Friday, May 12, 2017


That Which Is, Is Granted, and Is Earned

There is the idea that all people are born with rights, which they hold simply because they are human. This was created in the American Declaration of Independence. This is the idea that underpins Article 1 of the Universal Declaration of Human Rights:
All human beings are born free and equal in dignity and rights. They are endowed with reason and conscience and should act towards one another in a spirit of brotherhood.
Not everyone shares this belief. Many people believe that rights are simply entitlements granted by the state and held only by citizens. But for classical liberals, rights are much more than this. They are universal (held by everyone) and inalienable (they continue to exist regardless of whether or not governments recognize them).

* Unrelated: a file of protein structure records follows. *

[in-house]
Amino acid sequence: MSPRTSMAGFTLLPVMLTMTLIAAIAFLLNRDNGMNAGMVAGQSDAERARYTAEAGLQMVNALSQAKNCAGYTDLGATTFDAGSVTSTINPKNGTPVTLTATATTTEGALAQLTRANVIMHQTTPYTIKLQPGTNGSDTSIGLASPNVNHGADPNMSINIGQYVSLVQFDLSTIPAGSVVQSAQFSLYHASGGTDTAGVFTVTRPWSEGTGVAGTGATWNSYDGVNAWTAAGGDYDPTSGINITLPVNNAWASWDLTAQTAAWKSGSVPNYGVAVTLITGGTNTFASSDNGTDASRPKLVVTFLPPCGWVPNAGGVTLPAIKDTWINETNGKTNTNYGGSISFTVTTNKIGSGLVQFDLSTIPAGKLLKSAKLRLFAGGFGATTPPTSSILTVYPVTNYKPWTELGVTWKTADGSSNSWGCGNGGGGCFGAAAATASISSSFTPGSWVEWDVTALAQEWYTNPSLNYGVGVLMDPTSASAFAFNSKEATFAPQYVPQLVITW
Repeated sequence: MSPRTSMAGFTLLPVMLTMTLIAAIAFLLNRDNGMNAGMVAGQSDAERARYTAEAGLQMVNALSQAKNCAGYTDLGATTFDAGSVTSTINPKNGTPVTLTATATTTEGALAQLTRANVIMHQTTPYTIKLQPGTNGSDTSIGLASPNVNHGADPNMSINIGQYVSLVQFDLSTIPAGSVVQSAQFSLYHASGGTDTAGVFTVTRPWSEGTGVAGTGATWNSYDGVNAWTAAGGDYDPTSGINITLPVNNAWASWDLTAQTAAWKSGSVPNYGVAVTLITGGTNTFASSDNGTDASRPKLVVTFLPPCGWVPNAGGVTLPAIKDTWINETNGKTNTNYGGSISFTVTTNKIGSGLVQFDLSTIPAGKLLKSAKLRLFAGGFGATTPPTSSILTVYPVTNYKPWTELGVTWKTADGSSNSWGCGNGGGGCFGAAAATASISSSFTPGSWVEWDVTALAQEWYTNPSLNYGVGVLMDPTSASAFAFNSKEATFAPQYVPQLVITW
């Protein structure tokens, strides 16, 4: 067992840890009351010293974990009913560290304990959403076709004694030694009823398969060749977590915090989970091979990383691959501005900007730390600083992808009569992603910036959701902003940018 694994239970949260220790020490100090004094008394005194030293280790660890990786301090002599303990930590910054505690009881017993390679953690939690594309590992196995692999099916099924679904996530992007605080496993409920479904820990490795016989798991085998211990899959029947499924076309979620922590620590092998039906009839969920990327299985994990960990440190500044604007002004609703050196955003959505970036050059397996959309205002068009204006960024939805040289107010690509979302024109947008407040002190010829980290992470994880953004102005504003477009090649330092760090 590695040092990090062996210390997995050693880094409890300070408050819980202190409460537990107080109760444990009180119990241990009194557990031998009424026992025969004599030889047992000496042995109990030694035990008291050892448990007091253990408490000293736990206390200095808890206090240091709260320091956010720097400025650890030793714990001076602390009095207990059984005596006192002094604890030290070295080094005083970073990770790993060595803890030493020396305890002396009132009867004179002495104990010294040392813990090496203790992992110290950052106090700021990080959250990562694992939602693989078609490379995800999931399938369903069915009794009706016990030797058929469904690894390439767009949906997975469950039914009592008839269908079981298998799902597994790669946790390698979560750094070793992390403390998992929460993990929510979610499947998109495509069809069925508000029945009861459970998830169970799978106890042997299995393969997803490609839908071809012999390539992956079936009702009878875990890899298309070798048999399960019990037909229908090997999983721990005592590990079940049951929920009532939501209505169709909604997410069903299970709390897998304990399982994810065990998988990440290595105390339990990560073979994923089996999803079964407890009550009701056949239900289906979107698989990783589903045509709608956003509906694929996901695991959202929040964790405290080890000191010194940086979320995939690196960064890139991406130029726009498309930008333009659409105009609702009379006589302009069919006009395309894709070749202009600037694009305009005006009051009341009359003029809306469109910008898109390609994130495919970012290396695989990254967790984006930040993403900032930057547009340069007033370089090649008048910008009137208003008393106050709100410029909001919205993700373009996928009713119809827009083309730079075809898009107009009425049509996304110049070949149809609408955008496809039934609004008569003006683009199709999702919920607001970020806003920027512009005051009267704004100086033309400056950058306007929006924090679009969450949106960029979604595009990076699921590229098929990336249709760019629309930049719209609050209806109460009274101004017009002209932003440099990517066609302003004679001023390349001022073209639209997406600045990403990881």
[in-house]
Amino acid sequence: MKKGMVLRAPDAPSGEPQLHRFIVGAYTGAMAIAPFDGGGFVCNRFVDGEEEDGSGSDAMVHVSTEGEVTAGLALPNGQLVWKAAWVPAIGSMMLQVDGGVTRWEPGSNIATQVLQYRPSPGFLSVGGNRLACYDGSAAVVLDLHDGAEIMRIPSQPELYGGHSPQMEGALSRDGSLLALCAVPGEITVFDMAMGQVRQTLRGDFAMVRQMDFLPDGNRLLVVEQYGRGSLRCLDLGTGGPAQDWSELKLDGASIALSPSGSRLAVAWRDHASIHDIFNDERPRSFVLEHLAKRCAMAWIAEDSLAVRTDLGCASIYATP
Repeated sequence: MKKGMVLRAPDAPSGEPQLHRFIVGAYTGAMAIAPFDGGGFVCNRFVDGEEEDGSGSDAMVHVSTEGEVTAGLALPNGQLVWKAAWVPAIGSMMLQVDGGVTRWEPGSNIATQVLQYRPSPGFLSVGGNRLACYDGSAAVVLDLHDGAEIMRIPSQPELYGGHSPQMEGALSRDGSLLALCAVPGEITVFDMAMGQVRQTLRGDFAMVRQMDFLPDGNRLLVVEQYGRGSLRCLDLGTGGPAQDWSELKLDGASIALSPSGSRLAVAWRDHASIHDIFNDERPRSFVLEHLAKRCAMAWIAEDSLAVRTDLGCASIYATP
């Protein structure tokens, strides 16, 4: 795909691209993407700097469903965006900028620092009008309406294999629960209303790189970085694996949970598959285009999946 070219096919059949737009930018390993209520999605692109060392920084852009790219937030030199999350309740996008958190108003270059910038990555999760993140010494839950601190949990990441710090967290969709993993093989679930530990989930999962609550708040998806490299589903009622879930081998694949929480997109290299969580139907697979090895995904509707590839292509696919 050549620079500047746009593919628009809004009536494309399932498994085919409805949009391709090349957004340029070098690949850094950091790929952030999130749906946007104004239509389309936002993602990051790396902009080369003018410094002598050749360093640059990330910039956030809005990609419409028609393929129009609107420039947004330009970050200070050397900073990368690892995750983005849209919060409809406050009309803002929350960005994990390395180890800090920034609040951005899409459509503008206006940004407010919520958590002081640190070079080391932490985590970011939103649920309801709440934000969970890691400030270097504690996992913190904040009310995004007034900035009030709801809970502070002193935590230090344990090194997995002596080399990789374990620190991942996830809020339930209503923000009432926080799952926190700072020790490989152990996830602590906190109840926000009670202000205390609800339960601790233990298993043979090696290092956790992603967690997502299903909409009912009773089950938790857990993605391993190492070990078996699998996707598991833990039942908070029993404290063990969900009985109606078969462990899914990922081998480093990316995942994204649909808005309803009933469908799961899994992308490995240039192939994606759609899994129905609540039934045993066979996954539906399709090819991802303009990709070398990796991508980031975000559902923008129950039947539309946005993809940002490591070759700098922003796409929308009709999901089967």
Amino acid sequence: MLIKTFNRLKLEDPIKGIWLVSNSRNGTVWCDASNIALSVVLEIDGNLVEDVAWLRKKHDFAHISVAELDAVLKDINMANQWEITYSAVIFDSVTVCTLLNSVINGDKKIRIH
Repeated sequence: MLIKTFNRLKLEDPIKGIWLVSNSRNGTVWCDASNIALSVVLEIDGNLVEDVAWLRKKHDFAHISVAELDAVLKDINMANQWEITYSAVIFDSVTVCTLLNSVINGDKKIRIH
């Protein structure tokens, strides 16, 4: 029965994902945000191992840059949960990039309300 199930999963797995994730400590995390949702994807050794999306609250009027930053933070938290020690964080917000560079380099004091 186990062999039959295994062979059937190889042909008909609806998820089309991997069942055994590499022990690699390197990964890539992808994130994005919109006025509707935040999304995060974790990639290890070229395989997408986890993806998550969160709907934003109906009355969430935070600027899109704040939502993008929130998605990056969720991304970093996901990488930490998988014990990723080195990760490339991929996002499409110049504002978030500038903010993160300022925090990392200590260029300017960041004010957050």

The second idea concerns what human rights actually are. Classical liberals believe that the list of genuine human rights is quite short. It is comprised primarily of those things that are necessary to preserve life and individual liberty.

This list includes the right to be free from torture, slavery, arbitrary arrest or detention. Freedom of association and freedom of speech are also seen as legitimate human rights. But other rights, particularly economic and social rights, are viewed as mere aspirations. If those aspirations are legislated as rights, the State must grow to create them.

Thirdly, classical liberals believe that the role of the state in fulfilling or protecting human rights should be very limited. States should do only what is necessary to protect life and property.

Classical liberals believe in a minimal state – as political philosopher Robert Nozick puts it, a “night watchman” state – that does not interfere with the privacy of citizens and their freedom to live, work and be educated in any way they see fit.
A lot of the friction that societies suffer is on this point: What is a right -- which everyone inherently can claim-- and what is an aspiration--which everyone hopes to earn.

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